The edges of the Nordspitze are of special significance and relate to many of the squares in Gundeldingen. Distinctive buildings frame these new squares, respond to their surroundings and activate public spaces: for example, the community center at Güterplatz, the new entrance to the mall at Dornacherplatz, the permeable base of the tallest high-rise, and the gate building above the railway tracks opposite the Bernoulli tram depot.
New, contemporary typologies for the buildings will be based on the scale and character of the Dreispitz rather than the architecture of Gundeldingen. Single buildings with relatively small gaps between them frame both the edge of the street and the Christoph Merian Anlage. They form an open perimeter block with a public park in the middle that is accessible from all sides.
Two building typologies are to be distinguished. On one hand the mid-rise buildings: they are up to 30 meter tall, largely residential and suitable for collective housing . Along the Christoph Merian Anlage, buildings are placed atop an arcade that communicates with the park and creates attractive spaces for shops, while on Münchensteinerstrasse, the buildings stand on the ground. On the other hand, there are the three high-rise buildings, grouped together giving the Nordspitze and the entire Dreispitz an unmistakable identity that will become a salient feature of the Basel skyline. They are placed on columns so that their ground floors communicate with the urban fabric around them. They will be of mixed-use to give life to the buildings: various residential opportunities, service industries and offices, social and public facilities can all be housed in the towers. These stacked uses will be expressed in the architecture and will lend the three buildings their distinctive identity from close up as well.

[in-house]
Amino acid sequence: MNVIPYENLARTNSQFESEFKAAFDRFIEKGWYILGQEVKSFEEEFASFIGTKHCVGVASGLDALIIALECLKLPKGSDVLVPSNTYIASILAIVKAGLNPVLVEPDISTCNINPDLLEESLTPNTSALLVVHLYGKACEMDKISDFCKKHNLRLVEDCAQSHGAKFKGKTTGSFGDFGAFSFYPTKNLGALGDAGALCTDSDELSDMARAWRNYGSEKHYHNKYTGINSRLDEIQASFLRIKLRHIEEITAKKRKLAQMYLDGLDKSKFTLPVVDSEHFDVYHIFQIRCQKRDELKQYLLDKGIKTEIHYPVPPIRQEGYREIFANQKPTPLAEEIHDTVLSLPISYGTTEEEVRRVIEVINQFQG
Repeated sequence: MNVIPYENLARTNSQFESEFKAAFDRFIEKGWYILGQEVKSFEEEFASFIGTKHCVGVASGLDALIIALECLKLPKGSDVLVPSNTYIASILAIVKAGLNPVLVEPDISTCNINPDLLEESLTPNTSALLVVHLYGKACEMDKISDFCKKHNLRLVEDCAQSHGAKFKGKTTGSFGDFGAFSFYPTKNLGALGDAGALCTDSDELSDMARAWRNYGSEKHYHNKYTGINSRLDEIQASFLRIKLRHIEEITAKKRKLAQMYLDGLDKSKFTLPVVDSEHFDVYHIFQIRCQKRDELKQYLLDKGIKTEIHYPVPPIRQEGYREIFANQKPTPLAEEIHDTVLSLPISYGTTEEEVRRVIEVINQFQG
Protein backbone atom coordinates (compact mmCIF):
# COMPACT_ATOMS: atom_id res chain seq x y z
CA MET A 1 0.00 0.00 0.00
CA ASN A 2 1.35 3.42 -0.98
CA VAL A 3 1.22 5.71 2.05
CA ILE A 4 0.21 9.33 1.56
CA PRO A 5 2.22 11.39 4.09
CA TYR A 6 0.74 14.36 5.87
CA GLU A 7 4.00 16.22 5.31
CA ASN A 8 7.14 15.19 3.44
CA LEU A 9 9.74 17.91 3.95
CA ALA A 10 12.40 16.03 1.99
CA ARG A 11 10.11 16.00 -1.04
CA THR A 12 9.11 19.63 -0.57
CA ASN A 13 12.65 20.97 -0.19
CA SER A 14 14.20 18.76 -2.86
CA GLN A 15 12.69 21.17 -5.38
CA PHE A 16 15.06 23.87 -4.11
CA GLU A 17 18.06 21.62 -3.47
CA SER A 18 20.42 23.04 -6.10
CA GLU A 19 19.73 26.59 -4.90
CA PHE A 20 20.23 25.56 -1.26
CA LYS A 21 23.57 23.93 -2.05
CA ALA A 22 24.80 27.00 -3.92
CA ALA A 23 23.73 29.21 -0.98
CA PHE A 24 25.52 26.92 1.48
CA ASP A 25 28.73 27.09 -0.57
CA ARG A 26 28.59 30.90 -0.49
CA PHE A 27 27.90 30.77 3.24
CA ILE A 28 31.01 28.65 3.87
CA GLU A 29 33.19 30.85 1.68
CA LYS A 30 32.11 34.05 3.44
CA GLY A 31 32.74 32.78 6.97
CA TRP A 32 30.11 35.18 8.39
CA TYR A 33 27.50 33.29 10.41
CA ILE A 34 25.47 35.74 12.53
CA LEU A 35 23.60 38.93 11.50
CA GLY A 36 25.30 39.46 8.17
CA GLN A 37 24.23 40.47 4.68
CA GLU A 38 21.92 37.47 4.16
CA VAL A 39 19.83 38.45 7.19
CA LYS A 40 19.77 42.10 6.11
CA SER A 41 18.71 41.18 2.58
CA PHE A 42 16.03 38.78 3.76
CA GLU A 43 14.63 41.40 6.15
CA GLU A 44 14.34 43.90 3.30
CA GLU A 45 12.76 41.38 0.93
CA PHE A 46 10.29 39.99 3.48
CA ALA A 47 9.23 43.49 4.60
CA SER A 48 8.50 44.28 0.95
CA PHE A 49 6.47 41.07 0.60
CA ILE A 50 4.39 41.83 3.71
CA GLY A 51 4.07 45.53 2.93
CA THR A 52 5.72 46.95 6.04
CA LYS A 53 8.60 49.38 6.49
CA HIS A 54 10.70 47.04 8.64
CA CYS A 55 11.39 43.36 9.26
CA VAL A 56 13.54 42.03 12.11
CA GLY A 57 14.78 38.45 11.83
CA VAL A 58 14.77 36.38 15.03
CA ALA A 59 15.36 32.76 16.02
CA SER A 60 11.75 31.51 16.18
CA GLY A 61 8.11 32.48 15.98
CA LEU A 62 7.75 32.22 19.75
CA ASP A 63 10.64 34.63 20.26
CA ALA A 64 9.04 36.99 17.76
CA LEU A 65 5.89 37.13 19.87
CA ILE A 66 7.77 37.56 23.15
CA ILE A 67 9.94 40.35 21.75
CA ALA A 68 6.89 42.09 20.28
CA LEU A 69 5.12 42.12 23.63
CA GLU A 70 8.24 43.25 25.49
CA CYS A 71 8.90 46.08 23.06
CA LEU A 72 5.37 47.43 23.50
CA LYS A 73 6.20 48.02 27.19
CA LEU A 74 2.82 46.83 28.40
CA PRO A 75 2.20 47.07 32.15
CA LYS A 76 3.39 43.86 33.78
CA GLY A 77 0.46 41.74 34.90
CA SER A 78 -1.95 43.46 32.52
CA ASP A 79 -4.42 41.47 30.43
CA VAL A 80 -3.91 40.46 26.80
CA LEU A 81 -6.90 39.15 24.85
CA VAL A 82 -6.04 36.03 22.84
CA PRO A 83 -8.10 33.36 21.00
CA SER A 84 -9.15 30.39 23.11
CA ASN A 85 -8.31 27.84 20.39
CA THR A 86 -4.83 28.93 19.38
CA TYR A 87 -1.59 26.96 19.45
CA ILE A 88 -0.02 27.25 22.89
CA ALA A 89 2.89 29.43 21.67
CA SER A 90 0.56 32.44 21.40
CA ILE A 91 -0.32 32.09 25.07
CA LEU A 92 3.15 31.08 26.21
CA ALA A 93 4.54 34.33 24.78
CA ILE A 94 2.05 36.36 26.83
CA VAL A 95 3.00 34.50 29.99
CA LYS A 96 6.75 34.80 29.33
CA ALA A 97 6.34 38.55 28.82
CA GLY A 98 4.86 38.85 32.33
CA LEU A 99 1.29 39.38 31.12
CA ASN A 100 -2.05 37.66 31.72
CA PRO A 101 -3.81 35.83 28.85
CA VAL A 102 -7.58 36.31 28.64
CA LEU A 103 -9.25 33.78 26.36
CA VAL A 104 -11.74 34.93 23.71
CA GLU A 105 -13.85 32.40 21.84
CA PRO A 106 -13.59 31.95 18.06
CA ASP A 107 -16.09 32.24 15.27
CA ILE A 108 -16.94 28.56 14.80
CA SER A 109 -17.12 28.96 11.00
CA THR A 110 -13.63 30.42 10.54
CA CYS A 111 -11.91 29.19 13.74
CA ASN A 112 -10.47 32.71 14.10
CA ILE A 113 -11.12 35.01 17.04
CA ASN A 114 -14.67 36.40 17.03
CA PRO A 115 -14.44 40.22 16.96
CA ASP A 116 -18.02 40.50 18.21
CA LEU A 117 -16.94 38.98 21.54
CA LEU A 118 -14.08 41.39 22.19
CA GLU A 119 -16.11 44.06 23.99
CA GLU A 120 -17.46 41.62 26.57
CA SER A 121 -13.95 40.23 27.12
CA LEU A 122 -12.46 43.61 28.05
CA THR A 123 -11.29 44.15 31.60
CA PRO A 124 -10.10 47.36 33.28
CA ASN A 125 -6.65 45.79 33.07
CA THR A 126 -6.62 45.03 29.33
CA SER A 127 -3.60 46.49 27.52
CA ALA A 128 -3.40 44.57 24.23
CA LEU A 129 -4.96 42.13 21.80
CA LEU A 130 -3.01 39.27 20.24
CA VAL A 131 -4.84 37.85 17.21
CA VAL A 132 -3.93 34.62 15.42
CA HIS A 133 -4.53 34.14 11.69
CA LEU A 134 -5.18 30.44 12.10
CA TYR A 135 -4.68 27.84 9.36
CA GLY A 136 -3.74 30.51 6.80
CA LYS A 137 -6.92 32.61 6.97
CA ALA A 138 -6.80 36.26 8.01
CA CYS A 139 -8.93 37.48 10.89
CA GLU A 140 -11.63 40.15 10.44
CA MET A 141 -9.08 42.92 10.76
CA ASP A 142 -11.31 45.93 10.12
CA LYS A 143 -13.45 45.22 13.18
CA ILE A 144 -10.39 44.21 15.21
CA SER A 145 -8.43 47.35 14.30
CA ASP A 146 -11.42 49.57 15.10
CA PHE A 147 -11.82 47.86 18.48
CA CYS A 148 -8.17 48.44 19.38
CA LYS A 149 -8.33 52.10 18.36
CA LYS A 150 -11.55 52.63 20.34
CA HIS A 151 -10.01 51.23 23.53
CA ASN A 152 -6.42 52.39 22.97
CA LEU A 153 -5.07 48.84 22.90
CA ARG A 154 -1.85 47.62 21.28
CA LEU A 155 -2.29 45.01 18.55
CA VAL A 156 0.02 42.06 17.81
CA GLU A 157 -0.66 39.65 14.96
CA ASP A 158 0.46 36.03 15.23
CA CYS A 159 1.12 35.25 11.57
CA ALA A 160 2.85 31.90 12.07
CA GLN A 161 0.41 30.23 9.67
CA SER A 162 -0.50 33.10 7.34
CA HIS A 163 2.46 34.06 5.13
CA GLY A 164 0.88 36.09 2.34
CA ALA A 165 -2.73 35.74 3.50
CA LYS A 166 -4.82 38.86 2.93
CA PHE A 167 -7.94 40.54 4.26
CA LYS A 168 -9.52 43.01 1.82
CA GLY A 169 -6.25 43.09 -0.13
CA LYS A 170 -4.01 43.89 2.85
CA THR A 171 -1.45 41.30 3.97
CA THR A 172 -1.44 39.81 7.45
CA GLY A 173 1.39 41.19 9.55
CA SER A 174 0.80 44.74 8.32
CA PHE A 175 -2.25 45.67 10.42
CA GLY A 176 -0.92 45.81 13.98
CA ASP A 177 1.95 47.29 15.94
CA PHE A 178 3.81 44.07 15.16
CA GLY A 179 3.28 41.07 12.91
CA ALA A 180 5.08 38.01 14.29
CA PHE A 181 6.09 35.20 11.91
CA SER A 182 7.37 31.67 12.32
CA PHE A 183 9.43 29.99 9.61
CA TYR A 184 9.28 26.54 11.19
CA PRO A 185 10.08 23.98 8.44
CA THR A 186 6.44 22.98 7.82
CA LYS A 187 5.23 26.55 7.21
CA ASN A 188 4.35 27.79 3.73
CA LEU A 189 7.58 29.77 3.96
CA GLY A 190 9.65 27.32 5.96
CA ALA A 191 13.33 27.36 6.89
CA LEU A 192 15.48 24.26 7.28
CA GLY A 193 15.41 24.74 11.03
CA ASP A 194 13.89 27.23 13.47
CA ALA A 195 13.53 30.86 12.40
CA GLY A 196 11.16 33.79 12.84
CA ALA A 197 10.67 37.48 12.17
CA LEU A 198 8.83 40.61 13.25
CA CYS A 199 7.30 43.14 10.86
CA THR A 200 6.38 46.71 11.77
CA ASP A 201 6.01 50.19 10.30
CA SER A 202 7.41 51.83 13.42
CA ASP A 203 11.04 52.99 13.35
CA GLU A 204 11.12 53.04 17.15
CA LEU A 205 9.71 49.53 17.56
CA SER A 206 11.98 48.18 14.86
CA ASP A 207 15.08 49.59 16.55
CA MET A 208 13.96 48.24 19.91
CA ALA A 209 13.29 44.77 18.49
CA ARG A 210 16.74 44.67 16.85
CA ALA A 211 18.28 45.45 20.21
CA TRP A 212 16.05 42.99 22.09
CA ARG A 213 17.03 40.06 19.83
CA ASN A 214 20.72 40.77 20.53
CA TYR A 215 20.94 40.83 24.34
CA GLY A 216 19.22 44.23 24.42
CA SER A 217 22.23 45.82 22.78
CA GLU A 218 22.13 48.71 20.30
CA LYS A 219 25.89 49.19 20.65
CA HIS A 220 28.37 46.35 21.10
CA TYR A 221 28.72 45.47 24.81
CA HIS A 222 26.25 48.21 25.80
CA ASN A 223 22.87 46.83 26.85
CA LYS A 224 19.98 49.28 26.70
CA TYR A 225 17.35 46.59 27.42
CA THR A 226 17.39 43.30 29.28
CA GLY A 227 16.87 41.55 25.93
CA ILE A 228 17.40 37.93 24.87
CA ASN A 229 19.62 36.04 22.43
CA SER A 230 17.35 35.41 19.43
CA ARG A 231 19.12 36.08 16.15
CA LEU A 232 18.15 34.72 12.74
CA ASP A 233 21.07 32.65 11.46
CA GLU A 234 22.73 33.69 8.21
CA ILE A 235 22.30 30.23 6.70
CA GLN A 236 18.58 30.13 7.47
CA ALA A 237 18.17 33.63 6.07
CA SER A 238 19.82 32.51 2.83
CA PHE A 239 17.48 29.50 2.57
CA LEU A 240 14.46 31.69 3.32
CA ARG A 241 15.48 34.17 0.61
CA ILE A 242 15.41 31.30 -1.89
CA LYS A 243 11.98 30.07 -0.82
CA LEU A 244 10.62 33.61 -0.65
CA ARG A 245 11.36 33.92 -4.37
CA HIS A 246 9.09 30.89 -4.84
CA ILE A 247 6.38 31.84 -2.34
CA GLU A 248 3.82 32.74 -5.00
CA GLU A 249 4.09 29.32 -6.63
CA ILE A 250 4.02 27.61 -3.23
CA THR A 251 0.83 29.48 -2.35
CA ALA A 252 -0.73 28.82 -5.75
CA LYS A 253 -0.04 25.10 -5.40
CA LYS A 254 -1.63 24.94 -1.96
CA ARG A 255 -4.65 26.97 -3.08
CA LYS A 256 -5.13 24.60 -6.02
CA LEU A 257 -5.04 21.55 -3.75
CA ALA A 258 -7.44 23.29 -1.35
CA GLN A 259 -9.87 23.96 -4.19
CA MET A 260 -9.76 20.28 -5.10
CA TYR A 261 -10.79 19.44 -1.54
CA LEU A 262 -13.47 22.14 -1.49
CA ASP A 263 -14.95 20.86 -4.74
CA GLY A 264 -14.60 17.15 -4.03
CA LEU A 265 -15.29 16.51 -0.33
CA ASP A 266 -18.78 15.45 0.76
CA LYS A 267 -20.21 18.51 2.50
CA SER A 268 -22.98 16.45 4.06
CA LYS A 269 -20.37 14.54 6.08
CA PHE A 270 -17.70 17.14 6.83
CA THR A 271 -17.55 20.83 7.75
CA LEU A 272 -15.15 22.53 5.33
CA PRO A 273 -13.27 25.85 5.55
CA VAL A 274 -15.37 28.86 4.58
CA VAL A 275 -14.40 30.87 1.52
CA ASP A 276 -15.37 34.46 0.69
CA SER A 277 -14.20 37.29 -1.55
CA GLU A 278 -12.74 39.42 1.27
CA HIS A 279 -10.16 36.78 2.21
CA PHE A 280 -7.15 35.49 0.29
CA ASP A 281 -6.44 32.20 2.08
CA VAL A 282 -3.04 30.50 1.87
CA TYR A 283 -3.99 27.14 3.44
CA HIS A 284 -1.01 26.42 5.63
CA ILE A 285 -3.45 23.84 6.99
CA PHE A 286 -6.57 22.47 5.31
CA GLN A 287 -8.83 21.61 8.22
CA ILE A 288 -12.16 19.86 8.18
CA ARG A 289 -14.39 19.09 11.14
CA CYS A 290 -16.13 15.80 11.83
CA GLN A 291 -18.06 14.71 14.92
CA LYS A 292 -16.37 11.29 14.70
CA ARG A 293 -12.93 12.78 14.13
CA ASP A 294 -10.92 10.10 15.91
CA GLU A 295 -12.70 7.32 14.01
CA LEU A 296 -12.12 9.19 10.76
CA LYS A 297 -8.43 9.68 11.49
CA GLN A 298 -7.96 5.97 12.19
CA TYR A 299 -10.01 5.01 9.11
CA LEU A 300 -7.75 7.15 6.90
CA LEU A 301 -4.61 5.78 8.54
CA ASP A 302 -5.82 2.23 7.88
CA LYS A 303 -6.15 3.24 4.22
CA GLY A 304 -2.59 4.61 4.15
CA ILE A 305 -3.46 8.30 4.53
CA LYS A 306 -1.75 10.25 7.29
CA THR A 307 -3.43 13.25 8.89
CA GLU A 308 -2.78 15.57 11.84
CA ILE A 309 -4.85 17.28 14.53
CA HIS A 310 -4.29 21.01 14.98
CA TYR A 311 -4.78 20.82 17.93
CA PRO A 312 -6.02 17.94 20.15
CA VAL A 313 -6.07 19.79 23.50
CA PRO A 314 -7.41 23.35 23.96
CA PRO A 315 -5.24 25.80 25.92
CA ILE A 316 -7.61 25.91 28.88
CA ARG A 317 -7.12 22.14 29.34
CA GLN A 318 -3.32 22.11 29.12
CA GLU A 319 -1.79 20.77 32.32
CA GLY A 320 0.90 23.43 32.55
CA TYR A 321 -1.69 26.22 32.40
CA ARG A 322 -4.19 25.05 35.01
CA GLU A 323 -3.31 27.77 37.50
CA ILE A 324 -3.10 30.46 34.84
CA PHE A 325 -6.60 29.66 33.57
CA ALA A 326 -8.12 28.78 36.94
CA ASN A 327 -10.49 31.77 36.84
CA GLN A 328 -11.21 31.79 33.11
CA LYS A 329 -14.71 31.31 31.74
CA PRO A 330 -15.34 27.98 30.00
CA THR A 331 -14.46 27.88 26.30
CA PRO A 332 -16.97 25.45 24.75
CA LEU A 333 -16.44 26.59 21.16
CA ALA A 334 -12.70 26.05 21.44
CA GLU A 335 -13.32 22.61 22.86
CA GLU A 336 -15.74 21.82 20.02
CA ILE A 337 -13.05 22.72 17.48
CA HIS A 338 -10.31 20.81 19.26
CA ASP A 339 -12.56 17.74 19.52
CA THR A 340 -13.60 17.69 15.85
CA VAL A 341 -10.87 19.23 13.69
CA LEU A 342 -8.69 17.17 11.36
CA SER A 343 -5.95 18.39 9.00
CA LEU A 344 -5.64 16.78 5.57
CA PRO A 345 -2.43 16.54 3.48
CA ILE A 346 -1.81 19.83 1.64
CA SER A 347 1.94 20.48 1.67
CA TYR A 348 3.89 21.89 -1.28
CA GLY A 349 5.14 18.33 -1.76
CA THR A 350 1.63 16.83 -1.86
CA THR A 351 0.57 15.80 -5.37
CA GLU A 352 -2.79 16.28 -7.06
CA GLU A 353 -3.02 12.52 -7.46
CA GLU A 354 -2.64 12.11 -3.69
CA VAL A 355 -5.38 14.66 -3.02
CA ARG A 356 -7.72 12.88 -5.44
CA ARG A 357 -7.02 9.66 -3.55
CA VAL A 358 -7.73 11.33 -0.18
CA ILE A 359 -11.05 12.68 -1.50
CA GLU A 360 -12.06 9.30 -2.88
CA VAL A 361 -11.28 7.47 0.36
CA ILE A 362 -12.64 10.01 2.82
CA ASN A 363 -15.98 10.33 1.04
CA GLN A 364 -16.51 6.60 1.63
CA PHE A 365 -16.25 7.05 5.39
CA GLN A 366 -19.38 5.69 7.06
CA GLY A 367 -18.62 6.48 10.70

The size and height of the buildings and their uses will take definitive shape in accordance with both the planning schedule and available slices of investment capital, but the location of the three high-rises and the way they relate to the city are fixed. They function like anchors and points of orientation and form a kind of gate to the new urban neighborhood. Strict architectural regulations will ensure unity within diversity among the different buildings, relating them to each other while avoiding monotony.